A problem involving mixed type of constraints in which =, ≥  and ≤  are involved and the objective function is to be maximised. 

Example 3.7. Maximise Z = 2x1 + 4x2 – 3x3

Subject to the constraints

x1+ x2 + x3 ≥ 8

x1– x2 ≥ 1

3 x1 + 4 x2 + x3 ≤ 40

Sol. The problem can be formulated in the standard form

Maximise Z = 2x1 + 4x2 – 3x3 + 0S1 + 0S2 – MA1 – MA2

Subject to constraints

x1 + x2 + x3 + A1 =8

x1X2-S1+A2=1

3x1 + 4 x2 + x3 + S2 = 40

x1 ≥ 0, x2 ≥ 0, S1 ≥ 0, S2 ≥ 0, A1 ≥ 0; A2 ≥ 0

where A1 and A2 are the artificial constraints, S1 is the surplus variable, S2 is the slack variable and M is a very large quantity.

For initial basic solution

A1=8, A2=1, S2=40

Table 3.23. First simplex table

Cj 2 4 -3 0 0 -M -M Minimum ratio
CB Solution mix variables (B) Solution values b(=xB) x1 x2 x3 S1 S2 A1 A2

-M

M

0

A1

A2

C2

8

1

40

1

1

3

1

-1

4

1

0

1

0

-1

0

0

0

1

1

0

0

0

1

0

8

1

Zj

-2M

0

-M

M

0

-M

-M

(Cj-Zj)

2-2M

4

-3+M

-M

0

0

0

 

This is a problem of maximisation, hence we select 2 + 2M, the largest positive number in (Cj _ Zj) x1 will enter and A2 will depart. Use the following row operations.

R – 2 (New) → R – 2 (old)

R – 1 (New) → R – 1 (old) – R2 (new)

R – 3 (New) → R – 3 (old) – 3 R2 (new)

Table 3.24. Second simplex table

CB

Solution mix variables (B)

Cj

2

4

-3

0

0

-M

-M

Minimum ratio

Solution values b(=xB)

x1

x2

x3

S1

S2

A1

A2

-M

2

0

A1

x1

S2

7

1

37

0

1

0

2

-1

7

1

0

0

1

-1

3

0

0

1

-1

1

-3

-1

Zj

2

-2M-2

-M

-M-2

0

M+2

(Cj-Zj)

0

6+2M

-3+M

M+2

0

-2

 

R -2 (new) = R – 2(old)

R-1 (new)=R-1 (old)-R-2(new)

R-3 (new)=40-3 × 1=37, 3-3×1=0, 4-3×-1=7

0-3 × 0 = 0, 0 – 3 ×-I = 3, 1 – 3 × 0 = 1, 0 – 3 × 1 = – 3

Now x2 will enter as new variable and AI will depart. as shown. Third simplex table can be prepared using the following row operations.

Table 3.25 Third simplex table

Cj

2

4

-3

0

0

-M

-M

CB

Solution Mix variables (B)

Solution values b(=xB)

x1

x2

x3

S1

S2

A1

A2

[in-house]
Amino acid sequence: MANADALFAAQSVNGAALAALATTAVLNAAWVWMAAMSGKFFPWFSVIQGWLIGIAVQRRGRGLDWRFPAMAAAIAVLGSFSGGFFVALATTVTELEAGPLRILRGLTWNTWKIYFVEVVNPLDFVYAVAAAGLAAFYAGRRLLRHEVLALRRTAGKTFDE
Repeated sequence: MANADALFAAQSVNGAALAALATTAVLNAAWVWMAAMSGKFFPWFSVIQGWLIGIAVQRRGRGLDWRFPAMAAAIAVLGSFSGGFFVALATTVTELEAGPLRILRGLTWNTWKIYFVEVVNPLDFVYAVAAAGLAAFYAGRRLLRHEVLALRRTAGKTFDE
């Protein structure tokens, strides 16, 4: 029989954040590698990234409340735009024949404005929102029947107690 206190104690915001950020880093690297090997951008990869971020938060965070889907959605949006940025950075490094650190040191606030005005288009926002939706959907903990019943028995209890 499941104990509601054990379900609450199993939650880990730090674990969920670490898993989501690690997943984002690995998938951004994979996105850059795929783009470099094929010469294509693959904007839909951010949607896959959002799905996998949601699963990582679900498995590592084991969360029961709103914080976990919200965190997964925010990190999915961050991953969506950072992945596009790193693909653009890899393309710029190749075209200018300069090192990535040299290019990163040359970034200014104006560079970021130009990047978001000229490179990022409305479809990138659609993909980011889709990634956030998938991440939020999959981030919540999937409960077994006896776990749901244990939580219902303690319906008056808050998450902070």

4

2

0

x2

x1

S2

0

1

0

1

0

0

0

0

1

Zj

2

4

3

1

0

(Cj-Zj)

0

0

-6

-1

0

 

Since all the entries in Cj – Zj are either 0 or negative, optimal solution has been obtained with

and Z=2x1+4x2-3x3+0S1+0S2

=9+14-0+0+0= Rs. 23.

Example 3.8. A fertiliser manufacturing company produces three basic types of fertilisers A, B and C. It uses nitrate, phosphate and potash for this purpose. The following data is provided.

Ingredients

% in type A

% in type B

% in type C

Cost/ton (Rs.)

Availability (tons)

Nitrate

5

10

15

10,000

1200

Phosphate

15

15

10

4000

1600

Potash

10

10

10

6000

1400

Inert

The selling price of three fertilisers/ton is Rs. 3000, Rs. 4000 and Rs. 5000. The company must produce at least 6000 tons of type A fertiliser. The company wants to maximise its profits. Advise the company how much quantity of three fertilisers should they produce.

Sol. Let x1, x2 and x3 be the quantity of fertilisers A, B and C respectively the company should produce.

The data can be put in the form of following table.

Table 3.26

Fertilisers

Ingredients (%)

Selling price/ton (Rs.)

 

Nitrate

Phosphate

Potash

Inert

 

A

5

15

10

70

3000

B

10

15

10

65

4000

C

15

10

10

65

5000

Cost per ton (Rs.)

10,000

4000

6000

500

Availability (tons)

1200

1600

1400

 

Cost of A = 5% of 10,000 + 15% of 4,000 +10% × 6000 + 70% × 500

= 500 + 600 + 600 + 350 = 2050

Cost of B = 1000 + 600 + 600 + 325 = 1625

Cost of C = 1500 + 400 + 600 + 325 = 2825

Problem can be put in the mathematical formula

Maximise Z = (selling price – cost price) x1 + (SP – CP) x2 + (SP – CP) x3

=950 x1 +2375 x2+2175 x3